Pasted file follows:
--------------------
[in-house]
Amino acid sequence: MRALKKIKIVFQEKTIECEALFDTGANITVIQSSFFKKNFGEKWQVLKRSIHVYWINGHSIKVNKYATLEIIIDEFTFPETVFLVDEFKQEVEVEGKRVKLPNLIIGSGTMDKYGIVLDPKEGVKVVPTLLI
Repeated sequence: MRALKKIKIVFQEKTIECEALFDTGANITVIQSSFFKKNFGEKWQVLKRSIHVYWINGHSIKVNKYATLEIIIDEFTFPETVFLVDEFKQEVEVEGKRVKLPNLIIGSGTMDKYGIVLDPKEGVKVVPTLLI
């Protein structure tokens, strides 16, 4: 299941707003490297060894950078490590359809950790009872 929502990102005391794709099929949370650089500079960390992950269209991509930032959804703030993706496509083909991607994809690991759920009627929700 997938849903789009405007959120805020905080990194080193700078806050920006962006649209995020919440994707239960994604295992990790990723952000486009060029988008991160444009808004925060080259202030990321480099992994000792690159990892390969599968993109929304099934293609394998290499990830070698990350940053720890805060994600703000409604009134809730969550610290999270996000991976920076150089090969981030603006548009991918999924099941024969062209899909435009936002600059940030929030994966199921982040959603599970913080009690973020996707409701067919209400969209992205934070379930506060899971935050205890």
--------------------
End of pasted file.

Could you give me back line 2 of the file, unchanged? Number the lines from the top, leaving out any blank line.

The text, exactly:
Amino acid sequence: MRALKKIKIVFQEKTIECEALFDTGANITVIQSSFFKKNFGEKWQVLKRSIHVYWINGHSIKVNKYATLEIIIDEFTFPETVFLVDEFKQEVEVEGKRVKLPNLIIGSGTMDKYGIVLDPKEGVKVVPTLLI